Light Like a Sunday

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I am experimenting with line breaks and punctuation in poetry.  Which do you prefer, A or B? This morning, looking at both with fresh eyes, I prefer the rhythm of the first, despite B being my revision. Funny how a good night’s rest changes things.

A.

Light Like a Sunday

Light like a Sunday

afternoon-late

but not close enough to nightfall

just the dead, glaring light

of the interrogation room

declaring your guilt

in a game poorly played

in a life poorly played.

 

B.

Light, Like a Sunday

Light, like a Sunday

afternoon-late, but not close enough

to nightfall

just the dead

glaring light of the interrogation room

declaring your guilt

in a game poorly played

in a life poorly played.

 

Writing from Dark Places

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Most of my writing is dark-themes of loneliness, isolation, mental illness and uncertainty weave their way throughout. At times I wonder if it is irresponsible, this putting more darkness into the world. But my writing is born from places shielded from the light-the space under the stairwell where I hide, the corner of the basement where the single sunbeam cannot reach. If I wrote from places other than where I sit, anything I produced would be dishonest.

Before I became a writer, I was a dancer. Dancing was my life from the moment I began my  formal training at three-years-old. I was good-technically-but didn’t possess any real artistry until I felt true and profound sufferance. I could hear the music, move to the music, but could not feel it. Only when I learned fear, loneliness and longing for things that no longer existed did I acquire an understanding that connected me to music and movement. It was that understanding that allowed me to merge the two through dance.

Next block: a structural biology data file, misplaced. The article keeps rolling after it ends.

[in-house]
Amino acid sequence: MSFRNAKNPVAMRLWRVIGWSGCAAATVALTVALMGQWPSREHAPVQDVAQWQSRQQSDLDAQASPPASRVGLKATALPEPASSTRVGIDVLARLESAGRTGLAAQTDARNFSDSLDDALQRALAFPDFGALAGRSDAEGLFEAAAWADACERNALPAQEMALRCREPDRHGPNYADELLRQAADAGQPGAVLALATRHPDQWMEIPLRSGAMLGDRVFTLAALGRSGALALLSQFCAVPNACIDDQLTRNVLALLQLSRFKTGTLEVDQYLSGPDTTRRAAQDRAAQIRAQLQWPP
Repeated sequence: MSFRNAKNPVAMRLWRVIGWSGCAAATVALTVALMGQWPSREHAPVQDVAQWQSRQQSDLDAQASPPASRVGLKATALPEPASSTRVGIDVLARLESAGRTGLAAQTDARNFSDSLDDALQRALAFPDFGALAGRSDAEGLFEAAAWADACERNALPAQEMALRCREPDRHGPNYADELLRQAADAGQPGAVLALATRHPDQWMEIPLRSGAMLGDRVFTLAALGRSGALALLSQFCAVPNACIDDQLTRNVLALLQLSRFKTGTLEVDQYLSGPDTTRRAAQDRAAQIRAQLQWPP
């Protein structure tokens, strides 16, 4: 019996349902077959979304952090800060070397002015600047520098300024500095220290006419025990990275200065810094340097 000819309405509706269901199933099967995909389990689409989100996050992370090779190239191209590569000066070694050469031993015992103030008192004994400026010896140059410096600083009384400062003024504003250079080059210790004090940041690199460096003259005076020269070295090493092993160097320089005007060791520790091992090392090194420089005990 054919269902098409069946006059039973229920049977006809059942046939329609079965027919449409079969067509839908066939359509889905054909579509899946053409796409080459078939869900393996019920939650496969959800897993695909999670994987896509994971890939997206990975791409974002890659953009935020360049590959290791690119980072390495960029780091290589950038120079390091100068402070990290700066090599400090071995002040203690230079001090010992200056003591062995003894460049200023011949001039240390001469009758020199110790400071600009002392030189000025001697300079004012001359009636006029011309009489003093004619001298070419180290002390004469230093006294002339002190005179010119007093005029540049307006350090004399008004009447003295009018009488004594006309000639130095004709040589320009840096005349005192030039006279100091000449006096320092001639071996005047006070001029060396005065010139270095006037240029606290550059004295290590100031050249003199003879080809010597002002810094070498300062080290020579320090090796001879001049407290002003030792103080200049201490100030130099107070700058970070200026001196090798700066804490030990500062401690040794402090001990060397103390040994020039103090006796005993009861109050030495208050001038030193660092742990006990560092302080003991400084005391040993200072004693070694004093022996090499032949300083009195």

Not until I knew darkness could I understand the haunting ache of Arvo Part’s Tabula Rosa or the torment of his Fratres. Not until I understood fear could I  connect to the foreboding of Marin Marais Bells of St. Genevieve, or the terror of Mozart’s Requiem in D.

But, locked away in a studio listening to these pieces, working through them, I found an almost ecstatic beauty and pleasure in the movement born from them, a beauty that never could have been experienced without the painful feelings and memories the music evoked.

This is the paradox of darkness-with its sadness, comes a heightened joy.

As with dance, so too with writing. Darkness is the foundation upon which beauty and joy is built, at least for those of us fortunate enough to have experienced enough pain to fully embrace the light that emerges from the shadows.

As an artist, a writer, a lover of this wretchedly beautiful world, you must be honest; you must not ignore what exists- the darkness, the sorrow, the joy, the sublime. As Mary Oliver states in “Wild Geese,”

Tell me about despair, yours, and I will tell you mine.

Meanwhile the world goes on.

Read and listen to full poem here.

So tell me writers, dancers, artists; tell me your despair, your fear, your pain; share with me your darkness so that I can tell you mine, and we can learn the truth and beauty of the world that goes on and on….

 

 

 

Existence

From last March

Quirk N Jive

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Like mist over a lake that lifts and dissipates

into the air, so I disappear.

Like spring snow that, once it has landed, melts

into the earth, so I disappear.

Mist, snow, myself- things that last for a moment and then are lost,

perhaps never having existed at all.

These things that skim the surface of this world and then fade into the dark and endless sea of nothingness

or eternity

require proof, a stake to claim that they were,